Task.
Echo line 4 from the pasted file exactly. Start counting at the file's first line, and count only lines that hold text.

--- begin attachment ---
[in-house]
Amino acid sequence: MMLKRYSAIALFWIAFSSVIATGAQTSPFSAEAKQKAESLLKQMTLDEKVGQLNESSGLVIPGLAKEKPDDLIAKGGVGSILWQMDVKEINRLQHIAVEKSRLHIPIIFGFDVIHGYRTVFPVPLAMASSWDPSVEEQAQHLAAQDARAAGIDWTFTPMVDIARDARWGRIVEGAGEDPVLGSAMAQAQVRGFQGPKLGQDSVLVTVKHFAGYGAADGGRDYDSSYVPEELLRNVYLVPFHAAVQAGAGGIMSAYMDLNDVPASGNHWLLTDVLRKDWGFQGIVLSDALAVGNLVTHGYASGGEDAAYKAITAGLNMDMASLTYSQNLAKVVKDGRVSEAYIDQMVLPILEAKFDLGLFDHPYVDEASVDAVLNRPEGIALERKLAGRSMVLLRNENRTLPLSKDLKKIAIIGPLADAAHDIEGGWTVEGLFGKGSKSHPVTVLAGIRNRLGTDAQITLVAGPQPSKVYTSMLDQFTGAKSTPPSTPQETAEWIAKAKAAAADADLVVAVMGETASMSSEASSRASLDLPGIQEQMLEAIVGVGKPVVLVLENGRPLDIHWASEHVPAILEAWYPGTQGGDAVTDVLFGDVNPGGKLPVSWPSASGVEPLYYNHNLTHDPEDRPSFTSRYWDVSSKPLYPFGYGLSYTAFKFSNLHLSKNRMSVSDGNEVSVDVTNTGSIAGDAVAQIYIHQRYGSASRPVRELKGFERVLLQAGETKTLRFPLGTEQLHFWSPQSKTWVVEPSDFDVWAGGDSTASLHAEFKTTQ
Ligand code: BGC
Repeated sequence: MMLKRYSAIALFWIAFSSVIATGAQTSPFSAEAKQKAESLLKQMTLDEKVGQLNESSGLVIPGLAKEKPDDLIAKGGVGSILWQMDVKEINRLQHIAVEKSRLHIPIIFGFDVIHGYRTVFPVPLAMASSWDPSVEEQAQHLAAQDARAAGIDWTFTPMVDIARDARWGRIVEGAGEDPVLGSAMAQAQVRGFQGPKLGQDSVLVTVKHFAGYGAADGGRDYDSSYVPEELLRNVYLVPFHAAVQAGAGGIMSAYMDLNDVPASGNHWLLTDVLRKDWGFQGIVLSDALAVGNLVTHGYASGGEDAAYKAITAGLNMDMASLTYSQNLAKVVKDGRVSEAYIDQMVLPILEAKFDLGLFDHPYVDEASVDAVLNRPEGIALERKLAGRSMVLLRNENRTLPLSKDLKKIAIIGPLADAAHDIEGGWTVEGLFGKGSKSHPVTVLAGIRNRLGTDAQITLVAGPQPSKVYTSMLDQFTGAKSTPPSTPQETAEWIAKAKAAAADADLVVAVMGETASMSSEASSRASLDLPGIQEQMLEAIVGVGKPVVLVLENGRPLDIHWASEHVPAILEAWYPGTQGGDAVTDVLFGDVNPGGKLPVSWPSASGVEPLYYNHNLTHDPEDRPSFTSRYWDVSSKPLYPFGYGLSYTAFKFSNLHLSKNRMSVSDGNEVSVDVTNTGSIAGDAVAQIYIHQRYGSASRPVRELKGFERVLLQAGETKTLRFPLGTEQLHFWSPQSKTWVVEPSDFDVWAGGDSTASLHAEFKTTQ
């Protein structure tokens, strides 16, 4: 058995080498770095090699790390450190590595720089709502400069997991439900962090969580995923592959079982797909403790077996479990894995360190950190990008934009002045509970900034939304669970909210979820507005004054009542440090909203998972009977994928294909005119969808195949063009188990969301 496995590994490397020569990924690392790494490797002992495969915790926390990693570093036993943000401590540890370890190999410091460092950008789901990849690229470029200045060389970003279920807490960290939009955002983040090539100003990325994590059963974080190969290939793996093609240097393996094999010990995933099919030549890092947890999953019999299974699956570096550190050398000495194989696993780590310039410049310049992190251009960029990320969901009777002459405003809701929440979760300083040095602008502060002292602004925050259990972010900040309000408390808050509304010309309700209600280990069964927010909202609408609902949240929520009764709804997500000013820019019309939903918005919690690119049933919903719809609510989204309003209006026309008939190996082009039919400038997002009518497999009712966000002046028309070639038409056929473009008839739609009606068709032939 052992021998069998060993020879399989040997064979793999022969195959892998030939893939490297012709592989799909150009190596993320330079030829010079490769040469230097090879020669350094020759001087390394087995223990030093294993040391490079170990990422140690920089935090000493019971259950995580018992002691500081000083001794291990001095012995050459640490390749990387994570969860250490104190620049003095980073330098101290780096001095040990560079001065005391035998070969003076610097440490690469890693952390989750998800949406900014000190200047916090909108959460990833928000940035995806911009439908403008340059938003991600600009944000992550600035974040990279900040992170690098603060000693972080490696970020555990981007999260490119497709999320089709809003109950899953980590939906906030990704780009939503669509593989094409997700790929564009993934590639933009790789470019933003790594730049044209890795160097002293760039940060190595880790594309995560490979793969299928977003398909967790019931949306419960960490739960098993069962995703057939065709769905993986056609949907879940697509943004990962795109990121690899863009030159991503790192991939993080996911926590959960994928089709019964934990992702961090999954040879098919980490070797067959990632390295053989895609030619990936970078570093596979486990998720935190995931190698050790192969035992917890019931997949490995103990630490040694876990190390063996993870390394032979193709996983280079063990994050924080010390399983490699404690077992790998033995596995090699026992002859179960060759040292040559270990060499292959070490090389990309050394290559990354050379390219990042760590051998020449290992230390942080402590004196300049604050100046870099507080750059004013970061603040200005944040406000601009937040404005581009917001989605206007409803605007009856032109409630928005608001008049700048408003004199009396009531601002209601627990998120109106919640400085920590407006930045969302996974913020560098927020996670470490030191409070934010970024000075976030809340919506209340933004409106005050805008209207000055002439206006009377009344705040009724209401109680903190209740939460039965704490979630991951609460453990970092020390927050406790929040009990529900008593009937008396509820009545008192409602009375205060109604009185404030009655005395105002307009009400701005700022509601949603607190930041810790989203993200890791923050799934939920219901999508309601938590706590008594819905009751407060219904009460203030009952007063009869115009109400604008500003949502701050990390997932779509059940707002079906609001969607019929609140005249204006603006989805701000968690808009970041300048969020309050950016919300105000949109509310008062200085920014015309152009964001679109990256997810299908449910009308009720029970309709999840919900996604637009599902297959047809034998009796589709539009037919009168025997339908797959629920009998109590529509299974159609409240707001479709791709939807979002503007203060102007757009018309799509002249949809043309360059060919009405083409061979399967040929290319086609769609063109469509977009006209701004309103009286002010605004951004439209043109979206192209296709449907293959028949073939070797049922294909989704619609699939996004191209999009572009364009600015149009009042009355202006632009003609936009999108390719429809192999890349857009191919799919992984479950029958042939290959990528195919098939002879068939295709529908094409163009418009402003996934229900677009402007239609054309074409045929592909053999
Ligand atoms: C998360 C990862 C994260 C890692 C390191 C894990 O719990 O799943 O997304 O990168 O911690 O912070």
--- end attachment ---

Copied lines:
Repeated sequence: MMLKRYSAIALFWIAFSSVIATGAQTSPFSAEAKQKAESLLKQMTLDEKVGQLNESSGLVIPGLAKEKPDDLIAKGGVGSILWQMDVKEINRLQHIAVEKSRLHIPIIFGFDVIHGYRTVFPVPLAMASSWDPSVEEQAQHLAAQDARAAGIDWTFTPMVDIARDARWGRIVEGAGEDPVLGSAMAQAQVRGFQGPKLGQDSVLVTVKHFAGYGAADGGRDYDSSYVPEELLRNVYLVPFHAAVQAGAGGIMSAYMDLNDVPASGNHWLLTDVLRKDWGFQGIVLSDALAVGNLVTHGYASGGEDAAYKAITAGLNMDMASLTYSQNLAKVVKDGRVSEAYIDQMVLPILEAKFDLGLFDHPYVDEASVDAVLNRPEGIALERKLAGRSMVLLRNENRTLPLSKDLKKIAIIGPLADAAHDIEGGWTVEGLFGKGSKSHPVTVLAGIRNRLGTDAQITLVAGPQPSKVYTSMLDQFTGAKSTPPSTPQETAEWIAKAKAAAADADLVVAVMGETASMSSEASSRASLDLPGIQEQMLEAIVGVGKPVVLVLENGRPLDIHWASEHVPAILEAWYPGTQGGDAVTDVLFGDVNPGGKLPVSWPSASGVEPLYYNHNLTHDPEDRPSFTSRYWDVSSKPLYPFGYGLSYTAFKFSNLHLSKNRMSVSDGNEVSVDVTNTGSIAGDAVAQIYIHQRYGSASRPVRELKGFERVLLQAGETKTLRFPLGTEQLHFWSPQSKTWVVEPSDFDVWAGGDSTASLHAEFKTTQ